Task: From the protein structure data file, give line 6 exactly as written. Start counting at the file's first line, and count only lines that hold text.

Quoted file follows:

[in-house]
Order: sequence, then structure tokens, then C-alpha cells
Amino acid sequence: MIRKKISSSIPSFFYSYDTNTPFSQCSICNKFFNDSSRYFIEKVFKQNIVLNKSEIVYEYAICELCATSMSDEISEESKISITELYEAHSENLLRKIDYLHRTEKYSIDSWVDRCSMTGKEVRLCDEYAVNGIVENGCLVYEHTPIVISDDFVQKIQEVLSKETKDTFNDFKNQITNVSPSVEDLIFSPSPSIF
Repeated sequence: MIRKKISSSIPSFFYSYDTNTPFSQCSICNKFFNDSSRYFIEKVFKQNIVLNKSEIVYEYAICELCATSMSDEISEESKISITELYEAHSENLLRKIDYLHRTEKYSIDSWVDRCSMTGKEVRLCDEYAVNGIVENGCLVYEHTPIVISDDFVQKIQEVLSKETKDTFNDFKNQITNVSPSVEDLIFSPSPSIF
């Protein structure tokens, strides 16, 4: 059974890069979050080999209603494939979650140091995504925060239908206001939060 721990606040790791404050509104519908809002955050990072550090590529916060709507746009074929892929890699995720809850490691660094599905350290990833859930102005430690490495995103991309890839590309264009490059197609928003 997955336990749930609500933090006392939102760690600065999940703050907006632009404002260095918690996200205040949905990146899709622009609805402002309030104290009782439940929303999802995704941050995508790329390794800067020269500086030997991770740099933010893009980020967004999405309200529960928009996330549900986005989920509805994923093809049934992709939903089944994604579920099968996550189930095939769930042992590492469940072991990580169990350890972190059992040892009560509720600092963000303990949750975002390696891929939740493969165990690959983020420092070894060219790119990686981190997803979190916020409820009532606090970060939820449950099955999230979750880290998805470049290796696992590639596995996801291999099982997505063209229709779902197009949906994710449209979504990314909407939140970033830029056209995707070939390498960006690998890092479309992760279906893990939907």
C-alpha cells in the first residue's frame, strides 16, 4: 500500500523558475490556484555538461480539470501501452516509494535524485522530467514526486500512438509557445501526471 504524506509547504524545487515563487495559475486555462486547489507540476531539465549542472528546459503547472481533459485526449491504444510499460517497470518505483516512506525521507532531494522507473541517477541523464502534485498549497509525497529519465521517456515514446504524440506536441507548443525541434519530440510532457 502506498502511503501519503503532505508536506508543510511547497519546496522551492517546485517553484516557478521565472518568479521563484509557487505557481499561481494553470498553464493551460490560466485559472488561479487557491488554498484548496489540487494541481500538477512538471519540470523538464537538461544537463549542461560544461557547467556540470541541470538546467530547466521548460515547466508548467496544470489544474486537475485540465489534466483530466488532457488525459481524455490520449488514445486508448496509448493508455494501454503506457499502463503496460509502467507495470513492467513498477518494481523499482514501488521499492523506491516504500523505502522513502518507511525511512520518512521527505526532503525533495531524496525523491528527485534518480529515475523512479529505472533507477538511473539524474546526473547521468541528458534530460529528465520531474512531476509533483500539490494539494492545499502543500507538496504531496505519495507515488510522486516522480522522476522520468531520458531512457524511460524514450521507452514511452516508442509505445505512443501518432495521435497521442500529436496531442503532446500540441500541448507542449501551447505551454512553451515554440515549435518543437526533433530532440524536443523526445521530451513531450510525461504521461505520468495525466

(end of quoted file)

C-alpha cells in the first residue's frame, strides 16, 4: 500500500523558475490556484555538461480539470501501452516509494535524485522530467514526486500512438509557445501526471 504524506509547504524545487515563487495559475486555462486547489507540476531539465549542472528546459503547472481533459485526449491504444510499460517497470518505483516512506525521507532531494522507473541517477541523464502534485498549497509525497529519465521517456515514446504524440506536441507548443525541434519530440510532457 502506498502511503501519503503532505508536506508543510511547497519546496522551492517546485517553484516557478521565472518568479521563484509557487505557481499561481494553470498553464493551460490560466485559472488561479487557491488554498484548496489540487494541481500538477512538471519540470523538464537538461544537463549542461560544461557547467556540470541541470538546467530547466521548460515547466508548467496544470489544474486537475485540465489534466483530466488532457488525459481524455490520449488514445486508448496509448493508455494501454503506457499502463503496460509502467507495470513492467513498477518494481523499482514501488521499492523506491516504500523505502522513502518507511525511512520518512521527505526532503525533495531524496525523491528527485534518480529515475523512479529505472533507477538511473539524474546526473547521468541528458534530460529528465520531474512531476509533483500539490494539494492545499502543500507538496504531496505519495507515488510522486516522480522522476522520468531520458531512457524511460524514450521507452514511452516508442509505445505512443501518432495521435497521442500529436496531442503532446500540441500541448507542449501551447505551454512553451515554440515549435518543437526533433530532440524536443523526445521530451513531450510525461504521461505520468495525466